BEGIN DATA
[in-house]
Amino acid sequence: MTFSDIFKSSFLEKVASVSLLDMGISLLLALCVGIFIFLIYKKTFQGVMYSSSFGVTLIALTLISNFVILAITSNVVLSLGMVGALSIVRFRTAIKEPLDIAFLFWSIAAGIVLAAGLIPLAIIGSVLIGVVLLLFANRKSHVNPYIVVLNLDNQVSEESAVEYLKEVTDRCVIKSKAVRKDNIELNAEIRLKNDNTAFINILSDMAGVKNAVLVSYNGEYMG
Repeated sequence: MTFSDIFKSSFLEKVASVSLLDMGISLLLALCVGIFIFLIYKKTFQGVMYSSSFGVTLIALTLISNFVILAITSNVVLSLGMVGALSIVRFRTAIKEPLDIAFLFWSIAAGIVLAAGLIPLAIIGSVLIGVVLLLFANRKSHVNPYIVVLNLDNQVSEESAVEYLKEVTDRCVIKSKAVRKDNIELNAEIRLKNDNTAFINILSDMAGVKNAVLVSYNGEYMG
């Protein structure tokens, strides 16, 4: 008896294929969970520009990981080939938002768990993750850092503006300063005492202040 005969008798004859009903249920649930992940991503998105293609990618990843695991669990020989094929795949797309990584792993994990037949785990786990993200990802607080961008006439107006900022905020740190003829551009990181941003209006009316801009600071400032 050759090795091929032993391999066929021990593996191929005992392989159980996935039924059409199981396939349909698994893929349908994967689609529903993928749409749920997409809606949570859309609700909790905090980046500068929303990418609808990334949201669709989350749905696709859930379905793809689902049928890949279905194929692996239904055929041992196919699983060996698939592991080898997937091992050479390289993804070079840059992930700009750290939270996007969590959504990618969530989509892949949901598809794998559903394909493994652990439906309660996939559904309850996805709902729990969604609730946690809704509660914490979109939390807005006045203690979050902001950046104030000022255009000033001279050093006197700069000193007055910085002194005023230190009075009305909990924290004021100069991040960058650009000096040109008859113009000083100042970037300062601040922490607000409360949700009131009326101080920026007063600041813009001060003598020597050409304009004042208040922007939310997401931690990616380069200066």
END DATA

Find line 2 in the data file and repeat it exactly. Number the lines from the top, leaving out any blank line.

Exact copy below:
Amino acid sequence: MTFSDIFKSSFLEKVASVSLLDMGISLLLALCVGIFIFLIYKKTFQGVMYSSSFGVTLIALTLISNFVILAITSNVVLSLGMVGALSIVRFRTAIKEPLDIAFLFWSIAAGIVLAAGLIPLAIIGSVLIGVVLLLFANRKSHVNPYIVVLNLDNQVSEESAVEYLKEVTDRCVIKSKAVRKDNIELNAEIRLKNDNTAFINILSDMAGVKNAVLVSYNGEYMG